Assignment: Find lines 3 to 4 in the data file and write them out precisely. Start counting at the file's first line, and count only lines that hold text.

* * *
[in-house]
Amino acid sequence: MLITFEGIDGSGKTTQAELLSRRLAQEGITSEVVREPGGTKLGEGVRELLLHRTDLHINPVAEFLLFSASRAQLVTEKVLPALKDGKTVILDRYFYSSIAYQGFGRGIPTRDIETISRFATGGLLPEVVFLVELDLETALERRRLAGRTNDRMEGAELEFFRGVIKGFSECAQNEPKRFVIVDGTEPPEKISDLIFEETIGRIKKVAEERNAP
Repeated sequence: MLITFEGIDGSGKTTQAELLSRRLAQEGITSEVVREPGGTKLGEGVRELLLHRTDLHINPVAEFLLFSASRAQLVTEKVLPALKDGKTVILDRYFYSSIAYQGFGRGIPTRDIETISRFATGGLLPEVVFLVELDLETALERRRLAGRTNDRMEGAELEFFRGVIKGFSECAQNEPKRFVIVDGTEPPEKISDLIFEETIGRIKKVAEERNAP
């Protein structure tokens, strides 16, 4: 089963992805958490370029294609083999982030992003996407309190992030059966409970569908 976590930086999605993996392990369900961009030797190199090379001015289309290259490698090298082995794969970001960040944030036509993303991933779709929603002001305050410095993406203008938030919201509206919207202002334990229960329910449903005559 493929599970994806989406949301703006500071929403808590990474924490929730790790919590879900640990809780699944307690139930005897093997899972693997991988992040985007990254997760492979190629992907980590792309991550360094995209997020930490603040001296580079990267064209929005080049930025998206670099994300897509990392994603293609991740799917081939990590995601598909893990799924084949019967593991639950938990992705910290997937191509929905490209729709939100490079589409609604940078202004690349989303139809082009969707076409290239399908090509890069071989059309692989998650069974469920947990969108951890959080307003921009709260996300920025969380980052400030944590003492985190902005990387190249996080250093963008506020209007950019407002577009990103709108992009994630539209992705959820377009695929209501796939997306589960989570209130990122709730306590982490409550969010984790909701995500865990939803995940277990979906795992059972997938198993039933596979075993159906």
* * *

Repeated sequence: MLITFEGIDGSGKTTQAELLSRRLAQEGITSEVVREPGGTKLGEGVRELLLHRTDLHINPVAEFLLFSASRAQLVTEKVLPALKDGKTVILDRYFYSSIAYQGFGRGIPTRDIETISRFATGGLLPEVVFLVELDLETALERRRLAGRTNDRMEGAELEFFRGVIKGFSECAQNEPKRFVIVDGTEPPEKISDLIFEETIGRIKKVAEERNAP
């Protein structure tokens, strides 16, 4: 089963992805958490370029294609083999982030992003996407309190992030059966409970569908 976590930086999605993996392990369900961009030797190199090379001015289309290259490698090298082995794969970001960040944030036509993303991933779709929603002001305050410095993406203008938030919201509206919207202002334990229960329910449903005559 493929599970994806989406949301703006500071929403808590990474924490929730790790919590879900640990809780699944307690139930005897093997899972693997991988992040985007990254997760492979190629992907980590792309991550360094995209997020930490603040001296580079990267064209929005080049930025998206670099994300897509990392994603293609991740799917081939990590995601598909893990799924084949019967593991639950938990992705910290997937191509929905490209729709939100490079589409609604940078202004690349989303139809082009969707076409290239399908090509890069071989059309692989998650069974469920947990969108951890959080307003921009709260996300920025969380980052400030944590003492985190902005990387190249996080250093963008506020209007950019407002577009990103709108992009994630539209992705959820377009695929209501796939997306589960989570209130990122709730306590982490409550969010984790909701995500865990939803995940277990979906795992059972997938198993039933596979075993159906």